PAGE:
Steve Richards: Theresa May is trapped in a film noir of her own making

Written by Steve Richards on 31 January 2017 in Opinion
Opinion

The PM did not have to offer him Donald Trump a speedy state visit, but she fell for the spell of the special relationship - and she is not the first to do so.

In the space of a few days Theresa May has discovered that the UK's role in the so called special relationship is the equivalent of following a ‘femme fatale’ in a film noir. Prime Ministers pursue the relationship with pathetic resolution. They experience an intoxicating few days when they visit Washington and other parts of the US. As they return with misjudged euphoria they are clobbered over the head.
 
May is fortunate in one respect. She was clobbered quickly and has a chance to learn the lessons. Tony Blair and David Cameron have still to learn that their showy subservience contributed towards their doom. Perhaps they dare not learn.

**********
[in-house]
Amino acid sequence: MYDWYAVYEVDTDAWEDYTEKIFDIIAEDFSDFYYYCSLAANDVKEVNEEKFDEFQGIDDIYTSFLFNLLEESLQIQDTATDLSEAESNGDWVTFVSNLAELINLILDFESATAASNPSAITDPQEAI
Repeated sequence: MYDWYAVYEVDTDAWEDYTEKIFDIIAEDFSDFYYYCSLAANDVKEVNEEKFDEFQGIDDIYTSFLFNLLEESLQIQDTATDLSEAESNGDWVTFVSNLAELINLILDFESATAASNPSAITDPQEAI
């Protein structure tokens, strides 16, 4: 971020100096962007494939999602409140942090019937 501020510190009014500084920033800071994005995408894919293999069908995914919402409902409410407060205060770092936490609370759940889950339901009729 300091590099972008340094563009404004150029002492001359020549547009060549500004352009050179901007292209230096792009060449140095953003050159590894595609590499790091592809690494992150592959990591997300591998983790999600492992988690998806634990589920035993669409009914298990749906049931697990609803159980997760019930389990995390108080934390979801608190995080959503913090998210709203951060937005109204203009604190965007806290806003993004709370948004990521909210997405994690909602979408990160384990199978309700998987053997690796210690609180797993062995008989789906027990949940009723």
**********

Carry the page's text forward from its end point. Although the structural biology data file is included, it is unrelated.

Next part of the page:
After her meeting with President Trump May and her team left Washington on a high, familiar to any departing Prime Minister and their entourages. Her speech to Republicans had gone down well. Her potentially hazardous press conference with Trump had been trouble free. Only the image of the two of them holding hands worried Number Ten a little. But that concern, an image of a Prime Minister physically bound to a wildly unpredictable President, was more than compensated as they saw it by the overall success of her trip.
 
By the time May and her advisers had returned to Europe they were in trouble. While they were in the air Trump had imposed his unfocused, foolish, provocatively selective and counter productive ban on citizens from seven Muslim dominated countries. May does not think on her feet. She can make well- crafted speeches, but needs time to come to a position. She refused to condemn the ban at a press conference in Turkey and then found herself in the nightmarish position of discovering that potential victims of the ban included a Conservative MP and one of the UK’s star athletes, Mo Farrah.